He was intercepted just once and asked to pay a dollar, which he declined because his battery only draws $0.06 for a recharge. He spends just $0.86 for the ride from Vancouver to Lake Louise, with a target of 12 watt/hr per km. There is quite a bit of classic hacker behavior such as trip segments starting at 2am and breakfast as the only meal of the day. Fresh fruit stands also are often mentioned, as recharge stops for the rider.

Also notable is the discussion of engineering feats such as odd hand-built bicycles and even tunnels in the Rockies that stand above the road in summertime — built to prevent impact of avalanches.

Electric Car Facts

I hate stories like this one by the Associated Press.

Electric cars are also more limited than their gas-guzzling cousins, running 40 and 120 miles (60 to 200 kilometers) on a charge, while taking anywhere from two to seven hours to fully recharge.

The problem with this? Although the article gives a negative tone with phrases like “more limited” the perfect fit for electric vehicles is the urban and suburban driver who never go more than 120 miles per day and are stationary for at least two hours a day. This technology is not meant to replace the fantasy of the open road trip; the one people in the suburbs always talk about but rarely ever act upon. They could rent an exotic non-guzzling turbo-diesel performance vehicle for those days.

Here is another example:

Jay Nagley, the publisher of Clean Green Cars, a British online guide to environmentally friendly vehicles, said the G-Wiz, while ubiquitous, is technically not a car but an “electronic quadricycle.”

He said the G-Wiz had limited appeal outside the British capital, where wealthier residents use it mostly to avoid parking fees and the city’s hefty congestion charge.

“It’s pretty expensive paying seven grand for a four-wheeled motorcycle. You’d be pretty brave to take it outside the city center,” he said.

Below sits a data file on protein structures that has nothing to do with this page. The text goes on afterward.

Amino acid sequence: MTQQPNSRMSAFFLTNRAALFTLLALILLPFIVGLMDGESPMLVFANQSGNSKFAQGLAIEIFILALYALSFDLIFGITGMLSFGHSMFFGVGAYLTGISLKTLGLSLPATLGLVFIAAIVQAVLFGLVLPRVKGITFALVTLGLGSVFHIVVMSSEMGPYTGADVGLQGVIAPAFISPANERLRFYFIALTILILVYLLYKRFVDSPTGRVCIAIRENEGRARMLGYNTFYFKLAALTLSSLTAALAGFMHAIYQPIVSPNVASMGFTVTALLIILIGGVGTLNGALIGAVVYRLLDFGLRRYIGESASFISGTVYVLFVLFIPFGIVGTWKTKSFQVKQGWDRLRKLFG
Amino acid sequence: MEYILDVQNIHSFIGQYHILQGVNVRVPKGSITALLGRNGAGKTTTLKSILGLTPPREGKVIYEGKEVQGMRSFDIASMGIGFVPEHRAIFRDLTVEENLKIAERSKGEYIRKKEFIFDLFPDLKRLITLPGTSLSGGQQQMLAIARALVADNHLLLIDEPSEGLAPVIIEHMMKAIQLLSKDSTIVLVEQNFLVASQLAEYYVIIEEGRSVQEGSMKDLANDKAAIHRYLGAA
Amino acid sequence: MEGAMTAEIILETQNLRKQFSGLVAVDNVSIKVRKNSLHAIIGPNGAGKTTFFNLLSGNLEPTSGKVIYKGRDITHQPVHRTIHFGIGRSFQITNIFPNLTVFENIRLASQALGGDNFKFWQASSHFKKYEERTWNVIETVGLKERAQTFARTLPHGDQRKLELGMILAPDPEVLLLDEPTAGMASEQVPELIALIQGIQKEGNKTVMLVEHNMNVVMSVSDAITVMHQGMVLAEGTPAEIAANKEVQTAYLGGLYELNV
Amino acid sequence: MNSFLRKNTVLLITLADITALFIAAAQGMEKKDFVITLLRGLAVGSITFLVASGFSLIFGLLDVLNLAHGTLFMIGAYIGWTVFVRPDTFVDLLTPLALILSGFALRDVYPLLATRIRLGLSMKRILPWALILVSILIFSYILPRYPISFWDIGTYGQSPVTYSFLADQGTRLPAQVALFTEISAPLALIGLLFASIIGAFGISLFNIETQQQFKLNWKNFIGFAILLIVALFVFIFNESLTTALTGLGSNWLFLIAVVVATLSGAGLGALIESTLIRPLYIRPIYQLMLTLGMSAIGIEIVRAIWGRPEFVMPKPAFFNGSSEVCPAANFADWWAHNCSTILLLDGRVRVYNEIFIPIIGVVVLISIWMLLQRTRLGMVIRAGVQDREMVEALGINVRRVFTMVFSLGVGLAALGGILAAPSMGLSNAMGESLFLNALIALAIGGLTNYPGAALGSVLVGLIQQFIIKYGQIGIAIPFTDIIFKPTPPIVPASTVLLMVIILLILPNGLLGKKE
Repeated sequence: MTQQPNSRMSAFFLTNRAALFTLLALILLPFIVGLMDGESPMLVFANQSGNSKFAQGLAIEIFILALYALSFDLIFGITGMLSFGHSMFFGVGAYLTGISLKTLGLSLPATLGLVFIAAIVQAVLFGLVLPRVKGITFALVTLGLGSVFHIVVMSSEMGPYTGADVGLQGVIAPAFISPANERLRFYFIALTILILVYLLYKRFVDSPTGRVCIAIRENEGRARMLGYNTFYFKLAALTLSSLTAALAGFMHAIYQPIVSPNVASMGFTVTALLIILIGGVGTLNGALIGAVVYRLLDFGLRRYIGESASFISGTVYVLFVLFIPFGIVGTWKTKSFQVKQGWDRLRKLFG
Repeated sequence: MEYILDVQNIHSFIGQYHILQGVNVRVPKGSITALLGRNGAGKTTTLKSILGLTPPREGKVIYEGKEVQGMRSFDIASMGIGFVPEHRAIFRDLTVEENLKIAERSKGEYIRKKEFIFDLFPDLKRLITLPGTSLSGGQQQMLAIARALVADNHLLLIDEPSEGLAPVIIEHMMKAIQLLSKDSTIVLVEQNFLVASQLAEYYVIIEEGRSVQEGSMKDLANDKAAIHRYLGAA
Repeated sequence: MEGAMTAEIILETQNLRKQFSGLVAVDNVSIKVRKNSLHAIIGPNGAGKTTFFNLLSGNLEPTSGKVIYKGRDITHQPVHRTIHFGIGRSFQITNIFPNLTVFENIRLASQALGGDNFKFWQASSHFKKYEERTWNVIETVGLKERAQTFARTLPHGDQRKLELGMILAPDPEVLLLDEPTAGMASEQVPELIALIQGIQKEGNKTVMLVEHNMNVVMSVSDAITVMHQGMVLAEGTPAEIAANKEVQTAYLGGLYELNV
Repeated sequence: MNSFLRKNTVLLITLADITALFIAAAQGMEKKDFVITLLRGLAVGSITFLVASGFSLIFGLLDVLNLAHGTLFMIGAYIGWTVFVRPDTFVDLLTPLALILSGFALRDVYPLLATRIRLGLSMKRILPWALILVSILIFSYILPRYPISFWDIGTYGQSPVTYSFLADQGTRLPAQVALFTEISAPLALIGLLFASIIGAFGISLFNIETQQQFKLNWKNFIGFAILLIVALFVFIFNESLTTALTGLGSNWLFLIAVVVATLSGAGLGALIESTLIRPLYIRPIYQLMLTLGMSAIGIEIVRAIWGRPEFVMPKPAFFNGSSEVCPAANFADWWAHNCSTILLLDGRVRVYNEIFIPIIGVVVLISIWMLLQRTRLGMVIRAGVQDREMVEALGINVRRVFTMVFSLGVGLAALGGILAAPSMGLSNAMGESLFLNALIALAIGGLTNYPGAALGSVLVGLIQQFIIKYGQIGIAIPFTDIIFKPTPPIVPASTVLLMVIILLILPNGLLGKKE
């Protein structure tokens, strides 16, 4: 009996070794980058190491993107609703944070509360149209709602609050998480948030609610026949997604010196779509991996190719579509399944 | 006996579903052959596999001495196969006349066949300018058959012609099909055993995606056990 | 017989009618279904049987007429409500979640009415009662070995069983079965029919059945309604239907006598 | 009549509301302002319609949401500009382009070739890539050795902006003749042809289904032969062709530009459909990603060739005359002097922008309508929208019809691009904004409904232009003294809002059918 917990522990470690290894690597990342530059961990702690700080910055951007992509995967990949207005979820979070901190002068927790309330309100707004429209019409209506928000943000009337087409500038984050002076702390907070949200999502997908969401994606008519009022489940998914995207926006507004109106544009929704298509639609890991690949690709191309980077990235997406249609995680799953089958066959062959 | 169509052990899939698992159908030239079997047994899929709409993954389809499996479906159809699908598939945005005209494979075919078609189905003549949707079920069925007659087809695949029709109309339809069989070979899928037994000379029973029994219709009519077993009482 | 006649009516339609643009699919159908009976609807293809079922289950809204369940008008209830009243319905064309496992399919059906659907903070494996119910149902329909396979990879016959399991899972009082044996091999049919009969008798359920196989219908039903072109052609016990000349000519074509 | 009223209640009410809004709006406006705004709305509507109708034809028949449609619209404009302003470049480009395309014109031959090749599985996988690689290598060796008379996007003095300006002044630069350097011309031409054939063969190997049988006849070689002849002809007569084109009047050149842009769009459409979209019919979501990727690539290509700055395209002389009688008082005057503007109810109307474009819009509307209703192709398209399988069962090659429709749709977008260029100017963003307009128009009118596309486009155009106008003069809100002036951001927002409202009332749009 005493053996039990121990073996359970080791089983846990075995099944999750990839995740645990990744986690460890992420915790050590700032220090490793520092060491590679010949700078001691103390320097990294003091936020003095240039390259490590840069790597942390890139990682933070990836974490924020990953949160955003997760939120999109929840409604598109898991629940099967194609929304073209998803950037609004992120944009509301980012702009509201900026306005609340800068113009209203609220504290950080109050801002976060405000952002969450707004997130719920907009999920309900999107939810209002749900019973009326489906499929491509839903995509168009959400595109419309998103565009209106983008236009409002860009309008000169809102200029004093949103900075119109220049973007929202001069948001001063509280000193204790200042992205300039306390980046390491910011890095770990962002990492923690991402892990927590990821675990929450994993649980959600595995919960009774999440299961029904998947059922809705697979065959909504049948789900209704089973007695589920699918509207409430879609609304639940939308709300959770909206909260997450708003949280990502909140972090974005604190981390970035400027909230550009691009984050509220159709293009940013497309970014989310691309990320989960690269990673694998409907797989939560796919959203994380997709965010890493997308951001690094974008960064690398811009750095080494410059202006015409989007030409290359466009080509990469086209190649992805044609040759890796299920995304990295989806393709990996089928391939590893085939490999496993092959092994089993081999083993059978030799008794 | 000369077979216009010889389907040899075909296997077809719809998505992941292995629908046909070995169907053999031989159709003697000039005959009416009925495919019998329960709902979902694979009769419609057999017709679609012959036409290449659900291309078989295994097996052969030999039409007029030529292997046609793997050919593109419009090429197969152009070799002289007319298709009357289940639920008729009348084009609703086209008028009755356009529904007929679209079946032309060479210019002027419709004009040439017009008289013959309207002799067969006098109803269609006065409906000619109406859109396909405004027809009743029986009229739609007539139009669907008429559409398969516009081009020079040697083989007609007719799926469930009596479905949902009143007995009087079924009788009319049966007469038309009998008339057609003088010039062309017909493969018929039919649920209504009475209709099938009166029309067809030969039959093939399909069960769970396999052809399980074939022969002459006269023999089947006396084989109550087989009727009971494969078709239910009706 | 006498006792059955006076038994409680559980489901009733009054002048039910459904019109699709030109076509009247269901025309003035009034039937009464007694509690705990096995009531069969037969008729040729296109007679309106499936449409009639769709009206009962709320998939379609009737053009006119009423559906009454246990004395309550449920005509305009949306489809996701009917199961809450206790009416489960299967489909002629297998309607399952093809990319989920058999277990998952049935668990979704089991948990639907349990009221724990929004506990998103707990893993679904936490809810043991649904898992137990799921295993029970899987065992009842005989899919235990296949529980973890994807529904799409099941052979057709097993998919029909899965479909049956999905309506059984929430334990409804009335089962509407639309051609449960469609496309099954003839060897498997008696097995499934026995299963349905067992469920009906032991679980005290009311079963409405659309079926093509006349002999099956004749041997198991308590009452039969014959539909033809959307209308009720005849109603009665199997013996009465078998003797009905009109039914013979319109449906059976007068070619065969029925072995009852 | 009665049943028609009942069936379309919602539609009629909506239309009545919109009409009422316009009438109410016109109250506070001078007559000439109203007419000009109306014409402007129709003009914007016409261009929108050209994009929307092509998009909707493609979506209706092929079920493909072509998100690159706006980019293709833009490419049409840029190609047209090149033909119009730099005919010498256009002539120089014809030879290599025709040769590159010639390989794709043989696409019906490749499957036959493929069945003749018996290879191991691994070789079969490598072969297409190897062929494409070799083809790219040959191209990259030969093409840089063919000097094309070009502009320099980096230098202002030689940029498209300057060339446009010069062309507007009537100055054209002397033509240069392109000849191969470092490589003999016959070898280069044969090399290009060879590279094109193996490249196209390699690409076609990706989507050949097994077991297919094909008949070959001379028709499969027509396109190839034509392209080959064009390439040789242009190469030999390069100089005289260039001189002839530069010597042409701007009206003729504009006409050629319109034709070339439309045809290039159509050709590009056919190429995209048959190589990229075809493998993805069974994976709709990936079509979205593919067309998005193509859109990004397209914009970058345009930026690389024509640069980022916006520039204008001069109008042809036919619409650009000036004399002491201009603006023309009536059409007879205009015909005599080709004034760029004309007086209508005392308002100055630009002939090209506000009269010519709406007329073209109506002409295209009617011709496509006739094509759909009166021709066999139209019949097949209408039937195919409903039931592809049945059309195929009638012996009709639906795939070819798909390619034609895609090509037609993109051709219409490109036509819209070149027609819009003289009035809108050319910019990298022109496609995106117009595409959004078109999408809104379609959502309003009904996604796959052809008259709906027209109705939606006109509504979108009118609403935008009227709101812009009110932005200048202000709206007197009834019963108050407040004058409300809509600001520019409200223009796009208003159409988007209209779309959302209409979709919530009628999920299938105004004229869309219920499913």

First of all, seven grand is peanuts for a new high-end motorcycle in London, especially one to carry two passengers and baggage. When you factor in the maintenance and gas consumption of a motorcycle then the G-Wiz doesn’t seem “pretty expensive”. It also is a tiny sum compared with the cost of property in London. Finally, why should an urban vehicle have appeal outside the British capital? That seems to me a lot like saying an airplane doesn’t do very well as a ferry on the Thames. This chicken does not taste like beef. There should be more attention paid to the objectives of new transportation with better efficiency and less noise about the old fantasies, habits and fashions.

Some of the more meaningful things that the article could have mentioned is a reduction in risk that comes from smaller vehicles, lower insurance rates, etc.. It also could have mentioned stats like the average daily distance traveled by American drivers; seems like it is around 50 miles, perfect for a small electric bike with two or four wheels.

American Water Safety History

Every so often I am reminded about the need for safe water. A site called GOOD has put forth a list of disasters related to water in American history. They start with the latest one, a tragic story that has directly impacted the health of soldiers at home:

For years, U.S. health officials have claimed that although the drinking water at North Carolina’s Camp Lejeune is contaminated, it poses no danger to Marines or their families. This April, the government reversed itself, saying that its assessment of the water contained “omissions” and “inaccuracies,” and adding that a million people over the course of three decades may have been exposed to the carcinogen benzene in their water. Fifteen hundred former Lejeune Marines, some of whom are now afflicted with rare lymphomas, have filed lawsuits seeking more than $33 billion. Sadly, Lejeune is just one of the many recent poisoned-water cover-ups in American history. There are others going on all the time. Here are some more of the worst.

A phrase like “some of the worst” is a research cop-out. Inquiring minds want to know what are the worst? Where is the baseline for “worst”. Number of people affected? Area? Length of time? Where is the comprehensive list of disasters? I don’t ask just to be facetious but also because I think it will help put cybersecurity in perspective, especially with regard to SCADA systems.